NEW YORK — The NHL and the players' association seemingly had a good day on Friday as they returned to the negotiating table.
It just wasn't good enough to bring the sides all that much closer to the end of the lockout that threatens the start of the hockey regular season.
The league and the union got back to bargaining for the first time since players were locked out on Sept. 16, and the sides discussed secondary issues without broaching the big economic divide that really is the essence of the dispute.
"It was a good day," NHL Deputy Commissioner Bill Daly said Friday night after the second negotiating session of the day. "I wish we had spent today on what we consider to be the more meaningful issues, but it is what it is."
The sides were together for a total of about five hours — including a private meeting between Commissioner Gary Bettman and union head Donald Fehr.
A handful of players also took part in the talks.
The groups agreed on issues related to player safety and drug testing, areas that weren't expected to be contentious. They will get back together on Saturday morning, and plan to meet on Sunday, too, but the topics of discussion still don't seem to include the big dollar issues.
"I don't know if I would say significant, but we did seem to make some progress on a number of things. Hopefully we will continue," NHL Players' Association special counsel Steve Fehr said. "There is no plan right now to discuss core economic issues."
And that is where the frustration lies. The NHL is waiting for the players' association to make a counterproposal to one the league made to the union in the previous bargaining session more than two weeks ago.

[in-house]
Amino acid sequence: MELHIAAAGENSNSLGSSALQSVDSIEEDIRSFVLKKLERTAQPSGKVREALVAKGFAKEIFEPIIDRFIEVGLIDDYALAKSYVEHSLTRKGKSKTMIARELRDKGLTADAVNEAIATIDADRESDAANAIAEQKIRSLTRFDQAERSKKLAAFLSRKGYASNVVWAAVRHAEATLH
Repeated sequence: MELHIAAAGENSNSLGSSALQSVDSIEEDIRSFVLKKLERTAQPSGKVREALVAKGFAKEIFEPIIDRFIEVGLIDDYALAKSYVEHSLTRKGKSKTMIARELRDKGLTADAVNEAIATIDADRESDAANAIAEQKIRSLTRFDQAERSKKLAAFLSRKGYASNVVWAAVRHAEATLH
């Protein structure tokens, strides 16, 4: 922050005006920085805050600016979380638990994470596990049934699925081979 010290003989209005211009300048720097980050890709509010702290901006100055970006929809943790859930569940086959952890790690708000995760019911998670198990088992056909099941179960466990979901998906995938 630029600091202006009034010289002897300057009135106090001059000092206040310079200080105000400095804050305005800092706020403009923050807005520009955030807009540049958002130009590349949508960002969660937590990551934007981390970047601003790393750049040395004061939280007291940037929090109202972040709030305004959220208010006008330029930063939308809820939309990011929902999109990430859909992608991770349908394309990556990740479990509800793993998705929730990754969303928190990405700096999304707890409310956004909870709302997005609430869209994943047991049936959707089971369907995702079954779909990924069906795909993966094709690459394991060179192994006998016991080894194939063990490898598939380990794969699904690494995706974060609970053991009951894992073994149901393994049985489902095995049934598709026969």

"We can't make them talk about what they don't want to talk about," Daly said. "In fairness, we do have to cover these issues if we're going to reach an agreement. What we're doing today is important, it's just not the most important things we can be doing.
"We've made at least two consecutive moves in significant dollars in their direction, and they haven't moved a single dollar in our direction since Aug. 4."
Former player Mathieu Schneider, now an NHLPA special assistant to the executive director, said Friday morning that there were agreements on more rigorous drug testing, expanding it to parts of the year during which testing is not currently done.
Neither side sees the use of performance-enhancing drugs as a problem in the NHL.
"We're in agreement that it's not an issue in our sport," Schneider said. "I think it's in the players' best interest as well as the sport to close off any possible time during the year where players could use."
Other topics on tap for Friday and through the weekend are various health and safety issues, time players spend at training facilities, and other non-economic topics.
"We like to say that nothing is agreed to until everything is agreed to, but we've certainly made some headway," Schneider said. "A lot of it was done previous to this morning. We're taking notes of where we stand. I would say that we have a lot of mutual ground that we have found agreement on."
It is not impossible that monetary issues will come up for discussion in this round of talks, they just aren't scheduled. Neither side has indicated it is prepared to make a new offer now regarding how to split up the more than $3 billion annual pot of hockey-related revenue.
"In general, when you're dealing with collective bargaining, when you start to have agreements on smaller issues, it can lead to bigger issues," Schneider said, "but it's still too early to say."